I don't have my upper fork clamp handy...but I think there is enough room between the bolts to allow this.

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post #7 of 8 (permalink) Old 06-19-2008, 01:21 AM Thread Starter
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I belive you are right knifemaker, i Just got done looking at my stock set up and think that the drum sander whould work fine.

Next steps in order are:
1) find my handlebars
2) Find all handcontrolls and switches
3) new cables and brake lines
4)find a 1" drum sander
6) get wire (lots and lots of wire)
7) put it all together
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post #8 of 8 (permalink) Old 06-20-2008, 11:16 PM Thread Starter
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I am stating to wonder if the problem was fuel related and not electrical...I took off the tank a few days ago to look at the wiring harness and found a bad vacuum line which i replaced, and i also found that my front fuel line was 85% clogged, so i replaced all the fuel lines. (I think this was Monday) rode the bike all week to and from work. The bike never died on me once. Took the bike out for a long ride today, and still no problems.

So now I am going to push of the wiring harness until this winter when i tear the whole bike down to rebuild the engine and start really getting deep into customizing the bike to mete my wants.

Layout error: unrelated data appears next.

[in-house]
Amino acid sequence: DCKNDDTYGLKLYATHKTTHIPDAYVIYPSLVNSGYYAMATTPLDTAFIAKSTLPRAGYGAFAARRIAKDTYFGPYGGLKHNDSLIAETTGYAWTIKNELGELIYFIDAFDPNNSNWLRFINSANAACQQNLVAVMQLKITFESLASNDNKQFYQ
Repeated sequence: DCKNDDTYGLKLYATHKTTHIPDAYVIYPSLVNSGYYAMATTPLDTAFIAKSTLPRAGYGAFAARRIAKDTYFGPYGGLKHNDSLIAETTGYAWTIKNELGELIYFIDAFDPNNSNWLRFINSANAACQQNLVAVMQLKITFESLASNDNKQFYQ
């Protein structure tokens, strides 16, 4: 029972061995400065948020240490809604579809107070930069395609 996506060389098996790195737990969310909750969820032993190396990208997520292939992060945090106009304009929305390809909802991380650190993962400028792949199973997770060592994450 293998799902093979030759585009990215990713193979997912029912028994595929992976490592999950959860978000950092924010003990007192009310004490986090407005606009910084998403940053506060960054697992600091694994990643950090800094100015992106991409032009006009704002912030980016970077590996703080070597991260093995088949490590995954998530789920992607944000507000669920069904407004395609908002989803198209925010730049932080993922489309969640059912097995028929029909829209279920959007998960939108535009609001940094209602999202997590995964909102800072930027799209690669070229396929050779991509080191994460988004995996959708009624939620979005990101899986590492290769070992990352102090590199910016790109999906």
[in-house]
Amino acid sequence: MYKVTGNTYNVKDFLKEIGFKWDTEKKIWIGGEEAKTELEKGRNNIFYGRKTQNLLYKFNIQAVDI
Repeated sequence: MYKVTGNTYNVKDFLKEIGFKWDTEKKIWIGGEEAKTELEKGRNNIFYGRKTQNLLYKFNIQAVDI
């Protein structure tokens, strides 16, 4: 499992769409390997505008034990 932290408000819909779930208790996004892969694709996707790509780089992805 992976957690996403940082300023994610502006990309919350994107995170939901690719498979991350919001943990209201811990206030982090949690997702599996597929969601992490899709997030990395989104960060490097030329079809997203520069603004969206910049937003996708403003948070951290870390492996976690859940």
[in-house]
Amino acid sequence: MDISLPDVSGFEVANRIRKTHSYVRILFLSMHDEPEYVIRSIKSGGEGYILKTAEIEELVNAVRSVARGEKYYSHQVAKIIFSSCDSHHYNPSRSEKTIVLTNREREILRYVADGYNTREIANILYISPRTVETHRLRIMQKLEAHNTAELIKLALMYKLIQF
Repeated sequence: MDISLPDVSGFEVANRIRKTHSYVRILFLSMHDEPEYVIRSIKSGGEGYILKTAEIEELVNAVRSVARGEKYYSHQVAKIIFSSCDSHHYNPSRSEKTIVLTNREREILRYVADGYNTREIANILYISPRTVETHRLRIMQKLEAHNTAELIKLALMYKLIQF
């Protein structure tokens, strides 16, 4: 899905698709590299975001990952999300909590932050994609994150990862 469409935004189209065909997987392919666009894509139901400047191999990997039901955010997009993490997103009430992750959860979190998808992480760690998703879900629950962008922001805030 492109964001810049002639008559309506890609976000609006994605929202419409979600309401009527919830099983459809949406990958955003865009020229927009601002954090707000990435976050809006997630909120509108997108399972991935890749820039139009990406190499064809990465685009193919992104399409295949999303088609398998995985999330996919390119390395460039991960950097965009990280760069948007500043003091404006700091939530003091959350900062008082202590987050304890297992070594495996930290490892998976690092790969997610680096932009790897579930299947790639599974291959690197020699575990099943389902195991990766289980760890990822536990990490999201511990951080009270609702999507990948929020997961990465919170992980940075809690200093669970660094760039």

Back when i built my first truck (no you read it right i built it not bought it) my dad taught me a good lesson which sticks with me today. "Before making any kind of appearance repairs and modifications, make sure you have the mechanical problems fixed first. A pretty vehicle goes no where with out a good foundation, an ugly vehicle with a good mechanical foundation can go just about any where." I have been living this ever since. I have had a lot of ugly cars and trucks, but they always got me where i needed to go and served their purpose. So for now i am going to keep working out all my bugs and put miles on the bike so i know that when i get into the bike this winter i won't have as many problems after words.